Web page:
Scott Brooks, Doc Rivers express disgust at attack on Capitol ahead of Wizards-Sixers

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Chase Hughes
·3 min read
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Scott Brooks, Doc Rivers express disgust at attack on Capitol originally appeared on NBC Sports Washington

As rioters invaded and attacked the Capitol building in Washington, D.C., Scott Brooks and Doc Rivers watched in horror like many Americans, as images of chaos and violence against police officers were shown on television news networks. The two of them then got ready to coach a basketball game, as the Sixers are set to host the Wizards on Wednesday night.

The anarchy in the streets of D.C. hit close to home for both coaches. For Brooks, it was happening in the city he calls home. For Rivers, it was a reminder of what he believes are different standards held to protesters based on the color of their skin.

"On many different fronts, it’s sad. It’s definitely sad. We should be better than this," Brooks said. "What I see in the videos, it’s disgusting. This is a special place. You just hope that everybody from there, our fans; everybody’s safe. This should not be allowed. It’s unacceptable. This is America’s Capitol. You should not be able to do what I saw on video. It’s disgusting, it’s embarrassing and it should never happen."

"The symbolism of storming the Capitol without force done to them. If you’re a Black American, this definitely touches you in a different way. This is not a Black thing, this is an American thing, and we shouldn’t turn it into that. But it definitely makes you think, for sure," Rivers said.

Rivers went into more detail, echoing some of the comments he made over the summer following high profile incidents of police brutality.

"No police dogs turned on people, no billy clubs turned on people. People peacefully being escorted out of the Capitol. It shows that you can disperse a crowd peacefully, I guess, would be the one thing. It’s a sad day and in a lot of ways not good for our country that across the world people see this. But it’s part of what we are, so we have to solve it," he said.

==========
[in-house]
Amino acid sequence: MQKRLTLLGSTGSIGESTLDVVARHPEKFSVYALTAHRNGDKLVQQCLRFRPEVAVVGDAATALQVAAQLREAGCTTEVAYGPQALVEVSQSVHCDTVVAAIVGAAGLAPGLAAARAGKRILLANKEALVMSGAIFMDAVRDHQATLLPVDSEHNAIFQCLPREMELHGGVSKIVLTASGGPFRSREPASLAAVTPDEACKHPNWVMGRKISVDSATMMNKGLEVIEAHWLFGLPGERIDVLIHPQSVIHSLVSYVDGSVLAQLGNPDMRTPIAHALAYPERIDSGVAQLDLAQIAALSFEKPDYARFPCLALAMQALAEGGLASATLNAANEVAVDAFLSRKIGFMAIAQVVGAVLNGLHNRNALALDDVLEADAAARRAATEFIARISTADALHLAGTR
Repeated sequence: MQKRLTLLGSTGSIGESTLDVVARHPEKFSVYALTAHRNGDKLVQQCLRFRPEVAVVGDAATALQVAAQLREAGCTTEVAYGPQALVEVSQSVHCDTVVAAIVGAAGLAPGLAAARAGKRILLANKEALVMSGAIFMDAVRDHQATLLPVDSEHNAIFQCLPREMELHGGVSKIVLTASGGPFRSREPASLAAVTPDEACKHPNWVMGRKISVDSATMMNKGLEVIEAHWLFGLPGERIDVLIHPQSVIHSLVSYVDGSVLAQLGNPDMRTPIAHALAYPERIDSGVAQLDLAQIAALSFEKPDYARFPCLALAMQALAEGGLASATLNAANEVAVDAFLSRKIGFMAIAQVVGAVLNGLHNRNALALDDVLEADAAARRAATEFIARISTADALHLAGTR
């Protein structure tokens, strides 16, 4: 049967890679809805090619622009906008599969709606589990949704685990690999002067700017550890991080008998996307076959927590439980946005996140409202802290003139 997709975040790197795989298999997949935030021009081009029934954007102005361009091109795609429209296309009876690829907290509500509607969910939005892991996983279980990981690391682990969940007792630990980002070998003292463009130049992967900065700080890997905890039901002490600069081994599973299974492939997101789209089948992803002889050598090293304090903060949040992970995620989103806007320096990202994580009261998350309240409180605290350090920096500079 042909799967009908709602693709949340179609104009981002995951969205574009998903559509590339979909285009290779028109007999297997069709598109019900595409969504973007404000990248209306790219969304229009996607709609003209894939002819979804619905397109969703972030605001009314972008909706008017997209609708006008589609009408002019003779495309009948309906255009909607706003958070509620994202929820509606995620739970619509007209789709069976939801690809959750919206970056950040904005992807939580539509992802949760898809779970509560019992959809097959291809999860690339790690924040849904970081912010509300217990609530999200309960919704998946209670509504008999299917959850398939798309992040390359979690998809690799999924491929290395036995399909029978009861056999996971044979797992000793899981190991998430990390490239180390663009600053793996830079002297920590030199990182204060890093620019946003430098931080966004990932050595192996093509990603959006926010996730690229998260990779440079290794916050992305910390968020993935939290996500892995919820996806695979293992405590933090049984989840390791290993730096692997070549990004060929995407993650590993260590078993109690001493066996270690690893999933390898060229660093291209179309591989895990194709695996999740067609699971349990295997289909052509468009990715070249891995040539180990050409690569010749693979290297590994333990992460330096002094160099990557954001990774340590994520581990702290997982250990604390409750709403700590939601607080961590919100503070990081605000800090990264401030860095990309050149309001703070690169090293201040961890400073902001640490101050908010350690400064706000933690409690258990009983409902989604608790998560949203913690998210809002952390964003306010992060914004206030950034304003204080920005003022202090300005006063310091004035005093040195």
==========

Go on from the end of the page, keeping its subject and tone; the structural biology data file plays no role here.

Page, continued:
Both coaches expressed hope and confidence the unrest and acts of domestic terrorism do not represent the country and its people as a whole. Rivers highlighted the runoff elections in Georgia on Tuesday as a symbol that democracy is still working despite the threats made to it in recent days and weeks.

"This is not the masses. The masses have spoken. I’m so proud of Georgia, Georgia spoke," Rivers said. "This is not the masses. This is a group of people that have decided to be unruly."

Brooks said he has had conversations about the events in Washington with coaches and that he expects to talk further with his players and others in the organization. He added there have been no discussions about the team going back to Washington on Wednesday night after the game. They play in Boston on Friday.

Brooks was planning to do his best to compartmentalize and go on with Wednesday's game.

"We have to [play]. This is our job. This is what we have to do. It’s a couple hours out of the day," Brooks said.

"We all feel the same. It’s just disgusting, but we have to be better. Democracy is there for a reason. It’s all everybody has fought for. It’s sad and embarrassing."

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